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Global Climate Change DigestArchives of the
Global Climate Change Digest

A Guide to Information on Greenhouse Gases and Ozone Depletion
Published July 1988 through June 1999



Item #d93oct126

Methane emissions from wetlands may be closely related to net ecosystem production. This finding provides a means of better estimating global methane emissions, and suggests a possible positive feedback mechanism for global warming. (See: "Primary Production Control of Methane Emission from Wetlands," G.J. Whiting, J.P. Chanton, ibid., 364(6440), 794-795, Aug. 26, 1993).

Item #d93oct127

N2O emissions from pastures following tropical deforestation may be overestimated, according to a recent paper by Keller et al. (See this issue's section on Professional Publications/General Interest--Science; and see Science News, p. 180, Sep. 18 1993.)

Item #d93oct128

Arctic emissions of CO2 are shown to be larger than previously thought after measurements by a Russian team. (See: "Winter Biotic Activity and Production of CO2 in Siberian Soils: A Factor in the Greenhouse Effect," S.A. Zimov, J. Geophys. Res., 98(D3), 5017-5023, Mar. 20, 1993. And see Science News, p. 264, Apr. 24 1993.)

Item #d93oct129

Climatic fluctuations recently observed in ice cores have now been found in ocean sediments; the same research reveals a previously unrecognized pattern of fluctuations in both records. (See

"Correlations Between Climate Records from North Atlantic Sediments and Greenland Ice," G. Bond, W. Broecker et al., Nature, 365(6442), Sep. 9, 1993: 143-147.)

Item #d93oct130

Iceberg surges: A member of a team at Cambridge University studying Heinrich events in the North Atlantic has summarized some of their recent results in New Scientist. (See

"Waiting for the Polar Meltdown," M. Maslin, New Scientist, 36-41, Sep. 4 1993).

Item #d93oct131

Ozone destruction by a newly-reported mechanism may help explain middle latitude stratospheric ozone loss. (See: "Stratospheric Ozone Depletion by ClONO2 Photolysis," R. Toumi, R.L. Jones, J.A. Pyle, Nature, 365(3441), 37-39, Sep. 2, 1993.)

Item #d93oct132

Skin cancer: A recent study finds that visible and UV-A light effectively induces malignant melanoma, implying that depletion of the ozone layer would have only a minor effect on the incidence of melanoma. (See: "Wavelengths Effective in Induction of Malignant Melanoma," R.B. Setlow, E. Grist et al., Proc. Nat. Acad. Sci., 90(14), 6666-6670, July 1993. Also see news reports in Chem. Eng. News, pp. 7-8, July 19 1993, and Science News, p. 53, July 24 1993.)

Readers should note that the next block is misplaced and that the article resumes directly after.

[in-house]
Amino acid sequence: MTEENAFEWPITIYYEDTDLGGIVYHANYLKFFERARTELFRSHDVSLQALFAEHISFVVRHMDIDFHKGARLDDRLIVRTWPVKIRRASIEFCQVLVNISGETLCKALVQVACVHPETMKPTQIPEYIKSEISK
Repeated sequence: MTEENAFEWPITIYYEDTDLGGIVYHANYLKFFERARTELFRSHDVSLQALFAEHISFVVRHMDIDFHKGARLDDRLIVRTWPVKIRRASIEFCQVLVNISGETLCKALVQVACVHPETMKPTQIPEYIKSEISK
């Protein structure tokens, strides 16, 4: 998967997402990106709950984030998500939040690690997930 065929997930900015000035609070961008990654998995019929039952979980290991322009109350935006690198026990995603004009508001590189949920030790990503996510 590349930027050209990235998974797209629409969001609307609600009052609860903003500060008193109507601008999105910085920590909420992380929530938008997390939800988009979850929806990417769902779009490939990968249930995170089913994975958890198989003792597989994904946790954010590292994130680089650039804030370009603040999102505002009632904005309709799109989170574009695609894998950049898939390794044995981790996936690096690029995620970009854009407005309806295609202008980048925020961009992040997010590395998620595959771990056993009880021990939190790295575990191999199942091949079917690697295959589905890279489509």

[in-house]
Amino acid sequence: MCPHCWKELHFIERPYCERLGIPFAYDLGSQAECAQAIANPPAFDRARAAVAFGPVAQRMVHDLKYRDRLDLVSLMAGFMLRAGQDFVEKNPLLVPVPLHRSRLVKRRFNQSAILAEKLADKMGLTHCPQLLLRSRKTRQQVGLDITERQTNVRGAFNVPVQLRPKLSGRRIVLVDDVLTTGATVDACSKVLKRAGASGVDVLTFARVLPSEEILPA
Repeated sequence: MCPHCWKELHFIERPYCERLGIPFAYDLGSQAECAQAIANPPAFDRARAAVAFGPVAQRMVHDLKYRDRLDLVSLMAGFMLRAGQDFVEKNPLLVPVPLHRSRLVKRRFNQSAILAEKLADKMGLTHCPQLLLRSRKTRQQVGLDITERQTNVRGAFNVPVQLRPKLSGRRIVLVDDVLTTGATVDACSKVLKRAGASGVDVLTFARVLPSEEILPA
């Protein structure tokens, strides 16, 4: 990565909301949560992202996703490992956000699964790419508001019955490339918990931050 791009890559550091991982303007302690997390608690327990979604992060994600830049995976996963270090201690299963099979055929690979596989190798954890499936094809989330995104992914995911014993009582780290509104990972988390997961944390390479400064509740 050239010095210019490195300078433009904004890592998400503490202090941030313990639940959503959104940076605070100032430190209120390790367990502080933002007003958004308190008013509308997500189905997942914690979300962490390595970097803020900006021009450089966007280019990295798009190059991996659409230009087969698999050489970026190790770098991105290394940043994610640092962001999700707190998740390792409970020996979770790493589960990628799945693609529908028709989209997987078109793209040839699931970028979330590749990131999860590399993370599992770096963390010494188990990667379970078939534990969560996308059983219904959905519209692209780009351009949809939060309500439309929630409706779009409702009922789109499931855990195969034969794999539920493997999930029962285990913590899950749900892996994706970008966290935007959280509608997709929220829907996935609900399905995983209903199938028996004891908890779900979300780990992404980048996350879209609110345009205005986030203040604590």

Item #d93oct133

Stratospheric Processes and Their Role in Climate (SPARC), a new project of the World Climate Research Program, has just published its first newsletter, and is about to publish a book, The Role of the Stratosphere in Global Change, through Springer-Verlag (Tiergartenstr. 17, 6900 Heidelberg 1, Ger.) Contact SPARC at Service d'Aéronomie, CNRS, BP 3, 91371 Verrières Le Buisson Cedex, France (tel: +33-1-64 47 43 15; fax: +33-1-69 20 29 99).

Item #d93oct134

Arctic research coordination: The International Arctic Science Committee has established a Global Change Program Office at the University of Lapland's Arctic Center in Rovaniemi, Finland. (Nature, p. 286, Sep. 23.) The office will provide an information clearinghouse, will monitor and advise projects, particularly on the role of the Arctic in climate change, and will integrate research in the natural sciences with social and economic studies.

Item #d93oct135

Sun-climate relationships: Comments on the current unerstanding of the relationship between global temperature and changes in solar irradiance are being solicited by two NASA scientists, who feel the topic deserves more attention in view of concerns over greenhouse warming. The collection of responses may be published. Contact Hongsuk Kim and Kenneth Brown, Code 925, NASA-Goddard, Greenbelt MD 20771 (fax: 301-286-9200).

Item #d93oct136

Model performance: Fossils from continental interiors indicate that temperatures there during the Eocene were much warmer than predicted by current climate models. Modelers have tended to dismiss this discrepancy, but now paleontologists are fighting back, coming up with quantitative evidence that puts into question the ability of such models to simulate future climate change. (See news article in Science, p. 682, Aug. 6 1993.)

Item #d93oct137

"Global Warming Cuts No Ice," M. Redfern, New Scientist, p. 16, Sep. 25. Report of a September meeting in Cambridge, England, where glaciologists from 22 countries could not reach a definite conclusion on whether global warming would cause the Antarctic ice sheet to melt rapidly and cause a catastrophic rise in sea level.

Item #d93oct138

"Back Through the Nests of Time," J. Hecht, New Scientist, p. 10, Aug. 28. A paper presented at the Ecological Society of America meeting concludes that changes in vegetation in four of America's national parks over the past century, due to human disturbance, are more extensive than anything that happened in the previous 5000 years. The changes would probably mask any effects of global warming for the next 20 years.

Item #d93oct139

Special Section: "Computing in Science," Science, Aug. 13. Brief articles include "Fitting Planet Earth into a User-Friendly Database," pp. 846, 848; "ERS-1: A Cautionary Tale of Data Overload," p. 847; "Beyond Databases and E-Mail," pp. 841-843. Includes the major article "Parallel Scientific Computation" (pp. 856-863).

Item #d93oct140

"Biological Approaches to Reducing Atmospheric CO2," S. Alpert, EPRI Journal, pp. 44-47, Apr.-May (Electric Power Res. Inst., POB 10412, Palo Alto CA 94303). EPRI research shows that capturing and sequestering large amounts of CO2 through biological processes may be feasible, but further work is needed to determine the costs and practicality on a firm scientific basis.

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